The deconvolution requires the convolution matrix to be invertible whether in time or in frequency domain. This means that the data should have enough number of trials with some minimum amount of jitter in the event timings so as to provide the deconvolution model with enough power to parse out ERFs over all frequencies. This is especially true for the lower frequencies where larger jitters are needed to reveal their amplitude changes over time. In fact in the case of single occurrence of each event in a given trial it can be shown that the DC mapping of the ERFs to the PETHs is not invertible because *V*(ω = 0) is a **KxK** matrix with all its elements set to one. In such cases where deconvolution is not well defined for low frequencies, the deconvolved ERFs may show spurious up- or downward DC shifts that can be corrected back to zero. Having a variable repetition of at least some events during each trial can resolve the ambiguity of the ERFs DC content because the changing number of events in each trial can provide another dimension of information beside the temporal jitters for the deconvolution of the ERFs.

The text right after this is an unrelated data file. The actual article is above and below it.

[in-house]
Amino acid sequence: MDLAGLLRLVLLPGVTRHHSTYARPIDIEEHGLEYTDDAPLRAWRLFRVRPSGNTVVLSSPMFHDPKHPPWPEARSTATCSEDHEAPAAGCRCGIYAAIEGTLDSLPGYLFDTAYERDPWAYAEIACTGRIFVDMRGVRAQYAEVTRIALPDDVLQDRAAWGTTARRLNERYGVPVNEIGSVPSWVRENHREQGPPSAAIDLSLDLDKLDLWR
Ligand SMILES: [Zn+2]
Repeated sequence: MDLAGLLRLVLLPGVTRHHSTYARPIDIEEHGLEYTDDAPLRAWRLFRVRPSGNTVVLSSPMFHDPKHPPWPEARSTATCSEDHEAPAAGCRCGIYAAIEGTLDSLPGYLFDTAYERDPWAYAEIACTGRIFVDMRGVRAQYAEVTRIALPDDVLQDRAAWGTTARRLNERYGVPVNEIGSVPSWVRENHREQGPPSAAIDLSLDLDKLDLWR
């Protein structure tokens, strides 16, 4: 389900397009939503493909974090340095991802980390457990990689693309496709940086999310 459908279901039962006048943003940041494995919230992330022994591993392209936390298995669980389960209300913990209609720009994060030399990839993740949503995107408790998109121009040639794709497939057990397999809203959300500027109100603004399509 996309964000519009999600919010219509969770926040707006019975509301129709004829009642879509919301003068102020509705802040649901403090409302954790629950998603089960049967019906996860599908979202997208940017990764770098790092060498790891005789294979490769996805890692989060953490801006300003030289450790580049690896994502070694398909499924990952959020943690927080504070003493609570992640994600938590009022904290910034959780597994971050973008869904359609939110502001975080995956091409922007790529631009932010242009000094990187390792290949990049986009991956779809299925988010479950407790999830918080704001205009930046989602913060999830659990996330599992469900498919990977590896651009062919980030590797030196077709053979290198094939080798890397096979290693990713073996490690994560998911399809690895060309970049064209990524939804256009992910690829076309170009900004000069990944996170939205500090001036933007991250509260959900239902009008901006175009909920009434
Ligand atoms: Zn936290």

### Cross-validation

To estimate the ERF estimation error in the absence of the ERFs across-validation technique can be used. In cross-validation, we divide the trials into two groups, one that usually includes the majority of trials is used for training and one with the remaining trials for validation of the fit. We have
*t* represents the training trials and subscript *v* represents the validation trials. The cross-validation MSE for iteration *n* is defined as